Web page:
–Reuters contributed to this article.



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Military expert urges against conflict with North Korea: 'That time has passed'


Korean People's Army (KPA) soldiers march to their positions prior to a military parade marking the 105th anniversary of the birth of late North Korean leader Kim Il Sung, in Pyongyang on April 15, 2017.

Ed Jones | AFP | Getty Images

Korean People’s Army (KPA) soldiers march to their positions prior to a military parade marking the 105th anniversary of the birth of late North Korean leader Kim Il Sung, in Pyongyang on April 15, 2017.

Davis retired from the U.S. Army after 21 years of active service and is now a senior fellow and military expert at Defense Priorities, a think tank.

U.S. Ambassador to the United Nations Nikki Haley said the United Nations Security Council had “run out of options” on containing North Korea, and the United States may have to turn the matter over to the Pentagon.

For Davis, that’s a clear escalation of rhetoric.

“We want to give him no incentive to use the weapons, and that’s why deterrence is such a critical thing at this point in time,” he said. “We can’t think that sanctions are going to stop him from what he’s doing. We have to find other levers, and I don’t even think we’re looking for those right now.”

Defying a fresh round of tough new UN Security Council sanctions on its textile exports and crude oil imports, North Korea launched a missile over Japan into the Pacific Ocean last week, prompting international condemnation.

“It’s not as if they decided to launch a test missile after the UN sanctions last Monday,” Davis said. “What’s going on is part of a broader process.”

“They need to launch a good four to five additional missiles over the next 12 months, with three to four months between each one of them, so they can validate the effectiveness of their missile fleet,” he added.

Pyongyang’s objective, Davis said, is to have a reliable ballistic missile capability so it can defend itself from what leaders view as the threat of a U.S. attack.

“We can expect more missile launches,” he said.



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Chuck Schumer on hot mic: Trump 'likes us'


Senate Minority Leader Charles Schumer, D-N.Y., and House Minority Leader Nancy Pelosi, D-Calif., attend a news conference on the Child Care for Working Families Act, which focuses on affordable early learning and care on September 14, 2017.

Tom Williams | CQ Roll Call | Getty Images

Senate Minority Leader Charles Schumer, D-N.Y., and House Minority Leader Nancy Pelosi, D-Calif., attend a news conference on the Child Care for Working Families Act, which focuses on affordable early learning and care on September 14, 2017.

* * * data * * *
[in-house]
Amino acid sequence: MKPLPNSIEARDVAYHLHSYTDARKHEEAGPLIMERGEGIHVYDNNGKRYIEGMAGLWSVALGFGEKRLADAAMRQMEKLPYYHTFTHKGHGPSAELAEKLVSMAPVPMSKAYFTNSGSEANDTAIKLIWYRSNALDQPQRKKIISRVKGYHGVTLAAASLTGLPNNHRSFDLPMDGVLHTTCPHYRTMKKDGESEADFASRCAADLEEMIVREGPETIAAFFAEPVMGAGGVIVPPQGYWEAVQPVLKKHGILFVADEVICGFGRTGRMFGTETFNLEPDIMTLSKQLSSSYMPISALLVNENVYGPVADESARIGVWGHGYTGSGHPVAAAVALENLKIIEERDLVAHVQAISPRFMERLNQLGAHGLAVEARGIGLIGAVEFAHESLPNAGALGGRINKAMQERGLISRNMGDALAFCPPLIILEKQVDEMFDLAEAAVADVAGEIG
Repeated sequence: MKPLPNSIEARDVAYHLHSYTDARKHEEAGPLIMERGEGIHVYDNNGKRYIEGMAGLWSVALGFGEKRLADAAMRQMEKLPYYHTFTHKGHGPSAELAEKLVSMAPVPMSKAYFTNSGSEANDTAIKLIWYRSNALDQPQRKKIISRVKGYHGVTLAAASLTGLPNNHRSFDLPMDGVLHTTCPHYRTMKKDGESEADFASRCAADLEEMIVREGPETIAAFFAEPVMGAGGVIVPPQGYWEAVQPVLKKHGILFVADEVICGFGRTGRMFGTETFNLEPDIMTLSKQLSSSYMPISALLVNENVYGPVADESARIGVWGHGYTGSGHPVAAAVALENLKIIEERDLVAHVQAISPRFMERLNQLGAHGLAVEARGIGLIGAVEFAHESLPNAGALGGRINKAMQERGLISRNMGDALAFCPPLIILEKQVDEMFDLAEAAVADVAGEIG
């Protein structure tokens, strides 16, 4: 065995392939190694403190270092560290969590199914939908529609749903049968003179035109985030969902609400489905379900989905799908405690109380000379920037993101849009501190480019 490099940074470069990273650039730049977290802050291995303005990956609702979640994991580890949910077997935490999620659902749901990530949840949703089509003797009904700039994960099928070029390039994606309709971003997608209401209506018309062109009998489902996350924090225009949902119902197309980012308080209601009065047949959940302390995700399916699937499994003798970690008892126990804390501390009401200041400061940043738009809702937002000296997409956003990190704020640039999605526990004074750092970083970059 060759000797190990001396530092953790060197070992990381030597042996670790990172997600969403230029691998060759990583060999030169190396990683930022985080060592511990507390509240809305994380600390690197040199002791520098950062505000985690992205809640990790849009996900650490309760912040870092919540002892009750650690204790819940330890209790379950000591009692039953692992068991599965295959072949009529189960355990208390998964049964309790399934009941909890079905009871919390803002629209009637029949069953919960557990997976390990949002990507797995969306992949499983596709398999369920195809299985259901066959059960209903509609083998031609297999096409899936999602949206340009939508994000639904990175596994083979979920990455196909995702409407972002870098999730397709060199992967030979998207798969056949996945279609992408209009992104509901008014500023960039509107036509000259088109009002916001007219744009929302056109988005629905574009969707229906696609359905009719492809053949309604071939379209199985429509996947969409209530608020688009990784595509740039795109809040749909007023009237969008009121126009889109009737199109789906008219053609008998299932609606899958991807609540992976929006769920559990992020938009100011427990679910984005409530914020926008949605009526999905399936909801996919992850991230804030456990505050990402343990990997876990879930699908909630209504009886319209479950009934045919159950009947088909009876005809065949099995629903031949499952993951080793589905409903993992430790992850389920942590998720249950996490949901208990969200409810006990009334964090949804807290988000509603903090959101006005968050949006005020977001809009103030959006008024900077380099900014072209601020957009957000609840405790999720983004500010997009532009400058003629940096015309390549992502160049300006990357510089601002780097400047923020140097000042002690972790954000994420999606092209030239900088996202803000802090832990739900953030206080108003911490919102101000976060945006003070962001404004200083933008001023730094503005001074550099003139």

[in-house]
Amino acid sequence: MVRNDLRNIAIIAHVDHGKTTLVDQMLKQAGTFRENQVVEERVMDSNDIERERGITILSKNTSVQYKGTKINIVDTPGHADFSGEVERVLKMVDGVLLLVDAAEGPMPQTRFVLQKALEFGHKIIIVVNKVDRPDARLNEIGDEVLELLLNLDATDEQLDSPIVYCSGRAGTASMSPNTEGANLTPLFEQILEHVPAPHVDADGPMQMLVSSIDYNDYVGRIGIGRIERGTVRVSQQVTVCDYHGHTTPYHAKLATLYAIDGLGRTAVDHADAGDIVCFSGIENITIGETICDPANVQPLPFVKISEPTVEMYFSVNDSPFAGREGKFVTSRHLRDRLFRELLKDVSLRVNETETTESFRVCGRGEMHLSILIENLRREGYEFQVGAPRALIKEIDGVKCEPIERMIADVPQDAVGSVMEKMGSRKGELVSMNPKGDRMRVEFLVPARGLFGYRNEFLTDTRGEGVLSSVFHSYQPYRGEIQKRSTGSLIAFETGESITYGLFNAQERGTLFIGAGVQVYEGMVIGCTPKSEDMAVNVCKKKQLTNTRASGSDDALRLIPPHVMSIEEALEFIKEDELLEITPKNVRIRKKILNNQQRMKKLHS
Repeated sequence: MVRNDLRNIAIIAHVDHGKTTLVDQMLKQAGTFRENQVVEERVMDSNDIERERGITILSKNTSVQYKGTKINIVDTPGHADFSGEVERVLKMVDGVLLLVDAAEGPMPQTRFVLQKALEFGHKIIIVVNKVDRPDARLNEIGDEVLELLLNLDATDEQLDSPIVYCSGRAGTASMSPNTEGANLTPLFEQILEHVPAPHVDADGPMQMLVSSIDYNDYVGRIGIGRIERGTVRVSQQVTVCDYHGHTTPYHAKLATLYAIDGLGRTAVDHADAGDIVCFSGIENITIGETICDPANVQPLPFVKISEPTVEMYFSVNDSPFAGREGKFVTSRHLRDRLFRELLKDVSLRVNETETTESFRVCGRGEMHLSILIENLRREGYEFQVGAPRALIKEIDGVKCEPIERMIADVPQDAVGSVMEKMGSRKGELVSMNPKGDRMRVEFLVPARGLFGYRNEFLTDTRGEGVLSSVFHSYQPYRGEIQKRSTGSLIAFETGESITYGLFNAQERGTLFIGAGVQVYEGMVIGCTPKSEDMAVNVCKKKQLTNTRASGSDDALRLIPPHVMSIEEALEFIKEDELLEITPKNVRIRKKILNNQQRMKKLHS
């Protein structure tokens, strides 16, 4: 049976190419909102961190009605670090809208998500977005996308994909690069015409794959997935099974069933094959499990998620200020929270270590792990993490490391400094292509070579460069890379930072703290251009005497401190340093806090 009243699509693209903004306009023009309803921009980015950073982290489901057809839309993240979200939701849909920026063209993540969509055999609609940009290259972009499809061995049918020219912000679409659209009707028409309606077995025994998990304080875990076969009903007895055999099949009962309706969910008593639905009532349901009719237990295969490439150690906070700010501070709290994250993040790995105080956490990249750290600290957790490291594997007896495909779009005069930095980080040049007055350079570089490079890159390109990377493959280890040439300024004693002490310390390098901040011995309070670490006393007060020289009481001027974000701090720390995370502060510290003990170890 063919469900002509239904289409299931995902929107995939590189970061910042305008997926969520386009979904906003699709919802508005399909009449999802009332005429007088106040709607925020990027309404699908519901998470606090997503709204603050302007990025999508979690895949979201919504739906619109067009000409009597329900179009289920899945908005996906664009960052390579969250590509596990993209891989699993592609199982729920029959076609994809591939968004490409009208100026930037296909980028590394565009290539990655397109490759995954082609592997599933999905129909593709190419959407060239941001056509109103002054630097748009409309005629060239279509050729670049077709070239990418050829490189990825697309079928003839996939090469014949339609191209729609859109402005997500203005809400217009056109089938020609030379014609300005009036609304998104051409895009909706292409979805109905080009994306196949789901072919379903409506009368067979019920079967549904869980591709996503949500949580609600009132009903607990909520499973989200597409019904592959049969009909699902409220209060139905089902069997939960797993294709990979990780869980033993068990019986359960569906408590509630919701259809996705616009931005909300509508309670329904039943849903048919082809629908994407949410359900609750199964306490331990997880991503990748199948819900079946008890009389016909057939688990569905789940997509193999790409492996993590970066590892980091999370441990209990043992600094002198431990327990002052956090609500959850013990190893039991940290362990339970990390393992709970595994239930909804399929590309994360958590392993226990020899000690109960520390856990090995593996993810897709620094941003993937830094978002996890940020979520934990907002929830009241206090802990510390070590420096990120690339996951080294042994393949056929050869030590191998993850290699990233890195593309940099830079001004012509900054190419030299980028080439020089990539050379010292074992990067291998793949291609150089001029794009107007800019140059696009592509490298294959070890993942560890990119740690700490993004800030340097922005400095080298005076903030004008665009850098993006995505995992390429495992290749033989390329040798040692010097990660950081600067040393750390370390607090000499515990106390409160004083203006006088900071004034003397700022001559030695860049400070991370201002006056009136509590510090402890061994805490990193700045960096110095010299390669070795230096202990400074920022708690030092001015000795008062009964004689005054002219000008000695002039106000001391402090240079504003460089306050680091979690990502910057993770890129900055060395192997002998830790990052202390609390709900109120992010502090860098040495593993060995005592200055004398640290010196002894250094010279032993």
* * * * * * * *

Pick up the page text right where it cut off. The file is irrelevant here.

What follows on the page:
Senate Minority Leader Chuck Schumer‘s candid thoughts on President Donald Trump got caught on a hot mic Thursday.

In the audio from the Senate chamber, the Democratic senator from New York talks with an unidentified person about his Wednesday night dinner with Trump.

“He likes us. He likes me, anyway,” Schumer said.

It is unclear who Schumer means by “us.” He and House Minority Leader Nancy Pelosi had dinner with Trump and top aides on Wednesday night. The pair has increased engagement with Trump recently.

After that dinner, the Democratic leaders said they agreed to pursue a deal to protect about 800,000 young immigrants from deportation. They said the deal would include border security measures but not the president’s proposed wall on the U.S.-Mexico border.

Trump on Thursday cautioned that they had not reached a deal. However, he said they were close and insisted that he wants funding for his border wall at some point.

Schumer also outlined some advice he gave to Trump.

“Here’s what I told him. I said, ‘Mr. President, you’re much better off if you can sometimes step right, sometimes step left. If you have to step in just one direction, you’re boxed. … He gets that,” Schumer said.

The senator also said of Trump: “He’ll make us more productive, too.”



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Trump says tax reform package will be revenue neutral due to economic growth


President Donald Trump arrives via Air Force One at Bismarck Municipal Airport in Bismarck, North Dakota, September 6, 2017.

Jonathan Ernst | Reuters

President Donald Trump arrives via Air Force One at Bismarck Municipal Airport in Bismarck, North Dakota, September 6, 2017.

President Donald Trump on Thursday told reporters that the tax reform package being crafted by lawmakers will be revenue neutral if economic growth spurred by the legislation is taken into consideration.

In a briefing on Air Force One, Trump also said he continues to have confidence in Treasury Secretary Steven Mnuchin and his economic adviser Gary Cohn, who are both helping with the tax reform push.